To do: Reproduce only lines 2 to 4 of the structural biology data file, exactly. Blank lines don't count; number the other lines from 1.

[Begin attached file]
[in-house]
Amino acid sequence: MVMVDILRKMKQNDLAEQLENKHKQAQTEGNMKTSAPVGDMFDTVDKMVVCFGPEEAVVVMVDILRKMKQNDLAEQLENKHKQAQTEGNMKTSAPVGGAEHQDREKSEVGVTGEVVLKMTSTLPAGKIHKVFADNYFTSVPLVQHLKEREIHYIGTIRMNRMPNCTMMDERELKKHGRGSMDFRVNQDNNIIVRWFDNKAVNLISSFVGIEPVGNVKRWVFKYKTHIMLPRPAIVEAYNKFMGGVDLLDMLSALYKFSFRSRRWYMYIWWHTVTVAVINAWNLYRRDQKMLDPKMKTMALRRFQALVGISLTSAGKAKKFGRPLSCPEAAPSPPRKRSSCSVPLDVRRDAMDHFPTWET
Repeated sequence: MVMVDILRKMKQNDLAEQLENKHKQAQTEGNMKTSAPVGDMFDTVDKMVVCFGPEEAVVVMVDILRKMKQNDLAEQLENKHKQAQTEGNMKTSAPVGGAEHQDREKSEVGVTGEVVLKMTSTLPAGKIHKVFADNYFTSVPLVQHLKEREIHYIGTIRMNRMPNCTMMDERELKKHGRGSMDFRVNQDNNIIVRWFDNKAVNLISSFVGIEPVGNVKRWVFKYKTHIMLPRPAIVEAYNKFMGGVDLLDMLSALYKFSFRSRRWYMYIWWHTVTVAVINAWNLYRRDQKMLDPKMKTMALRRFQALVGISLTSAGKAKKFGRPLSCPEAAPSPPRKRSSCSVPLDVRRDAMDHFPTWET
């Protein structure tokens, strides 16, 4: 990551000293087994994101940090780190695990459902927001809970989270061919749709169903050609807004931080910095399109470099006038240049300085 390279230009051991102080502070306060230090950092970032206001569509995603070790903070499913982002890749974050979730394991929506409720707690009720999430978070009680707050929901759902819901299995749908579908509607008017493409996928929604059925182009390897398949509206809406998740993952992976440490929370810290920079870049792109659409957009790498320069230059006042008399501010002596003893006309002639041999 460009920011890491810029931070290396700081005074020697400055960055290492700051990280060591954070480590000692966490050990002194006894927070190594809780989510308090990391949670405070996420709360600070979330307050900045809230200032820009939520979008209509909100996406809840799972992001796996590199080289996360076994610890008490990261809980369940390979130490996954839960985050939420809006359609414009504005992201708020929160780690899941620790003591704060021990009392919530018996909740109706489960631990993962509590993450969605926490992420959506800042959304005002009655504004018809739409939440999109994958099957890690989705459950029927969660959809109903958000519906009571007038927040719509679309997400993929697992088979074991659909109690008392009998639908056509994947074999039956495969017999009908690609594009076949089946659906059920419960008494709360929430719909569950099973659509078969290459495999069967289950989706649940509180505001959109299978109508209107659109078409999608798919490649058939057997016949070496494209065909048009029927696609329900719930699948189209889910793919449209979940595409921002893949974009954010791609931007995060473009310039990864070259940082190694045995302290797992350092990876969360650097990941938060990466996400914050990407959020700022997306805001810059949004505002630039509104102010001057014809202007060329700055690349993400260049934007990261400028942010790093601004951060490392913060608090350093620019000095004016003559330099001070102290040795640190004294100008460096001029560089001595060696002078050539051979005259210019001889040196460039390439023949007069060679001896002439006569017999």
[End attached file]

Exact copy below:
Amino acid sequence: MVMVDILRKMKQNDLAEQLENKHKQAQTEGNMKTSAPVGDMFDTVDKMVVCFGPEEAVVVMVDILRKMKQNDLAEQLENKHKQAQTEGNMKTSAPVGGAEHQDREKSEVGVTGEVVLKMTSTLPAGKIHKVFADNYFTSVPLVQHLKEREIHYIGTIRMNRMPNCTMMDERELKKHGRGSMDFRVNQDNNIIVRWFDNKAVNLISSFVGIEPVGNVKRWVFKYKTHIMLPRPAIVEAYNKFMGGVDLLDMLSALYKFSFRSRRWYMYIWWHTVTVAVINAWNLYRRDQKMLDPKMKTMALRRFQALVGISLTSAGKAKKFGRPLSCPEAAPSPPRKRSSCSVPLDVRRDAMDHFPTWET
Repeated sequence: MVMVDILRKMKQNDLAEQLENKHKQAQTEGNMKTSAPVGDMFDTVDKMVVCFGPEEAVVVMVDILRKMKQNDLAEQLENKHKQAQTEGNMKTSAPVGGAEHQDREKSEVGVTGEVVLKMTSTLPAGKIHKVFADNYFTSVPLVQHLKEREIHYIGTIRMNRMPNCTMMDERELKKHGRGSMDFRVNQDNNIIVRWFDNKAVNLISSFVGIEPVGNVKRWVFKYKTHIMLPRPAIVEAYNKFMGGVDLLDMLSALYKFSFRSRRWYMYIWWHTVTVAVINAWNLYRRDQKMLDPKMKTMALRRFQALVGISLTSAGKAKKFGRPLSCPEAAPSPPRKRSSCSVPLDVRRDAMDHFPTWET
């Protein structure tokens, strides 16, 4: 990551000293087994994101940090780190695990459902927001809970989270061919749709169903050609807004931080910095399109470099006038240049300085 390279230009051991102080502070306060230090950092970032206001569509995603070790903070499913982002890749974050979730394991929506409720707690009720999430978070009680707050929901759902819901299995749908579908509607008017493409996928929604059925182009390897398949509206809406998740993952992976440490929370810290920079870049792109659409957009790498320069230059006042008399501010002596003893006309002639041999 460009920011890491810029931070290396700081005074020697400055960055290492700051990280060591954070480590000692966490050990002194006894927070190594809780989510308090990391949670405070996420709360600070979330307050900045809230200032820009939520979008209509909100996406809840799972992001796996590199080289996360076994610890008490990261809980369940390979130490996954839960985050939420809006359609414009504005992201708020929160780690899941620790003591704060021990009392919530018996909740109706489960631990993962509590993450969605926490992420959506800042959304005002009655504004018809739409939440999109994958099957890690989705459950029927969660959809109903958000519906009571007038927040719509679309997400993929697992088979074991659909109690008392009998639908056509994947074999039956495969017999009908690609594009076949089946659906059920419960008494709360929430719909569950099973659509078969290459495999069967289950989706649940509180505001959109299978109508209107659109078409999608798919490649058939057997016949070496494209065909048009029927696609329900719930699948189209889910793919449209979940595409921002893949974009954010791609931007995060473009310039990864070259940082190694045995302290797992350092990876969360650097990941938060990466996400914050990407959020700022997306805001810059949004505002630039509104102010001057014809202007060329700055690349993400260049934007990261400028942010790093601004951060490392913060608090350093620019000095004016003559330099001070102290040795640190004294100008460096001029560089001595060696002078050539051979005259210019001889040196460039390439023949007069060679001896002439006569017999």